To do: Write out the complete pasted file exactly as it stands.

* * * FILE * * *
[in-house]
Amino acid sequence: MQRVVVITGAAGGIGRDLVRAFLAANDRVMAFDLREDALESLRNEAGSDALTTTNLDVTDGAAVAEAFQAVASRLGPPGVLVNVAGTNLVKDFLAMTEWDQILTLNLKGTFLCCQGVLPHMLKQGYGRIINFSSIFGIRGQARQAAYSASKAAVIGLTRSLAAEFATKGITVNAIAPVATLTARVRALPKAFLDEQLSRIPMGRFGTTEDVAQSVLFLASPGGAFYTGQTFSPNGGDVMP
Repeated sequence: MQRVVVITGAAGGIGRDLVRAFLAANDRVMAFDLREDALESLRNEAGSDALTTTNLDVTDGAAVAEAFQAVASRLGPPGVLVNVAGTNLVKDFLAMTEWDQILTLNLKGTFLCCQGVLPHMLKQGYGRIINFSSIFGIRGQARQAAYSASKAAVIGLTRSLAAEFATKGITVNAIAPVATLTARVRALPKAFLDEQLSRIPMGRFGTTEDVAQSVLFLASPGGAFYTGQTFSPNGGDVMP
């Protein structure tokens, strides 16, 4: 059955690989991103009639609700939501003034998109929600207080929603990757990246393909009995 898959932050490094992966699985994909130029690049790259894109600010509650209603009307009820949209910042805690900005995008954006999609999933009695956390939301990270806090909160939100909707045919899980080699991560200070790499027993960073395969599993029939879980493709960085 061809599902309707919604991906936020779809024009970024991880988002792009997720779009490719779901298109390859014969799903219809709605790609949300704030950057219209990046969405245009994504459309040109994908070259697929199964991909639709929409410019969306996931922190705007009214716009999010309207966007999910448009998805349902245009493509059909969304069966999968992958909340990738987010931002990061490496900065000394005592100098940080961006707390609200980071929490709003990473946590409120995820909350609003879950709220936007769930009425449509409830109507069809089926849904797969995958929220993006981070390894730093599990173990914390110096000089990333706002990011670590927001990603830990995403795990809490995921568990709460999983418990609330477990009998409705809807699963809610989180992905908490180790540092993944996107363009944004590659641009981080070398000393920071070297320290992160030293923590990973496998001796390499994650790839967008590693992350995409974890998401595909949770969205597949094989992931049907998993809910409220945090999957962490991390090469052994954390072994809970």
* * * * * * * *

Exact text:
[in-house]
Amino acid sequence: MQRVVVITGAAGGIGRDLVRAFLAANDRVMAFDLREDALESLRNEAGSDALTTTNLDVTDGAAVAEAFQAVASRLGPPGVLVNVAGTNLVKDFLAMTEWDQILTLNLKGTFLCCQGVLPHMLKQGYGRIINFSSIFGIRGQARQAAYSASKAAVIGLTRSLAAEFATKGITVNAIAPVATLTARVRALPKAFLDEQLSRIPMGRFGTTEDVAQSVLFLASPGGAFYTGQTFSPNGGDVMP
Repeated sequence: MQRVVVITGAAGGIGRDLVRAFLAANDRVMAFDLREDALESLRNEAGSDALTTTNLDVTDGAAVAEAFQAVASRLGPPGVLVNVAGTNLVKDFLAMTEWDQILTLNLKGTFLCCQGVLPHMLKQGYGRIINFSSIFGIRGQARQAAYSASKAAVIGLTRSLAAEFATKGITVNAIAPVATLTARVRALPKAFLDEQLSRIPMGRFGTTEDVAQSVLFLASPGGAFYTGQTFSPNGGDVMP
């Protein structure tokens, strides 16, 4: 059955690989991103009639609700939501003034998109929600207080929603990757990246393909009995 898959932050490094992966699985994909130029690049790259894109600010509650209603009307009820949209910042805690900005995008954006999609999933009695956390939301990270806090909160939100909707045919899980080699991560200070790499027993960073395969599993029939879980493709960085 061809599902309707919604991906936020779809024009970024991880988002792009997720779009490719779901298109390859014969799903219809709605790609949300704030950057219209990046969405245009994504459309040109994908070259697929199964991909639709929409410019969306996931922190705007009214716009999010309207966007999910448009998805349902245009493509059909969304069966999968992958909340990738987010931002990061490496900065000394005592100098940080961006707390609200980071929490709003990473946590409120995820909350609003879950709220936007769930009425449509409830109507069809089926849904797969995958929220993006981070390894730093599990173990914390110096000089990333706002990011670590927001990603830990995403795990809490995921568990709460999983418990609330477990009998409705809807699963809610989180992905908490180790540092993944996107363009944004590659641009981080070398000393920071070297320290992160030293923590990973496998001796390499994650790839967008590693992350995409974890998401595909949770969205597949094989992931049907998993809910409220945090999957962490991390090469052994954390072994809970």